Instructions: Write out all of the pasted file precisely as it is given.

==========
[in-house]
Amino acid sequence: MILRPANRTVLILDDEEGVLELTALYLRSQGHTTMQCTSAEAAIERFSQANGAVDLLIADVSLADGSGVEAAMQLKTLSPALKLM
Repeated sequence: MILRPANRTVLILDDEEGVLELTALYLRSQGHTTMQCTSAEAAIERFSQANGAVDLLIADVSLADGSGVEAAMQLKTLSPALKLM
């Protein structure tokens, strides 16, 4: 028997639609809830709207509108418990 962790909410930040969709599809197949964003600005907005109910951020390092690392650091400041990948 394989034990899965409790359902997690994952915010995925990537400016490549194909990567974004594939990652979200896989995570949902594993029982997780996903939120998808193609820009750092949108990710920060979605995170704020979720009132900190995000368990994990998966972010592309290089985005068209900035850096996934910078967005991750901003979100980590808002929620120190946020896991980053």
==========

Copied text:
[in-house]
Amino acid sequence: MILRPANRTVLILDDEEGVLELTALYLRSQGHTTMQCTSAEAAIERFSQANGAVDLLIADVSLADGSGVEAAMQLKTLSPALKLM
Repeated sequence: MILRPANRTVLILDDEEGVLELTALYLRSQGHTTMQCTSAEAAIERFSQANGAVDLLIADVSLADGSGVEAAMQLKTLSPALKLM
């Protein structure tokens, strides 16, 4: 028997639609809830709207509108418990 962790909410930040969709599809197949964003600005907005109910951020390092690392650091400041990948 394989034990899965409790359902997690994952915010995925990537400016490549194909990567974004594939990652979200896989995570949902594993029982997780996903939120998808193609820009750092949108990710920060979605995170704020979720009132900190995000368990994990998966972010592309290089985005068209900035850096996934910078967005991750901003979100980590808002929620120190946020896991980053």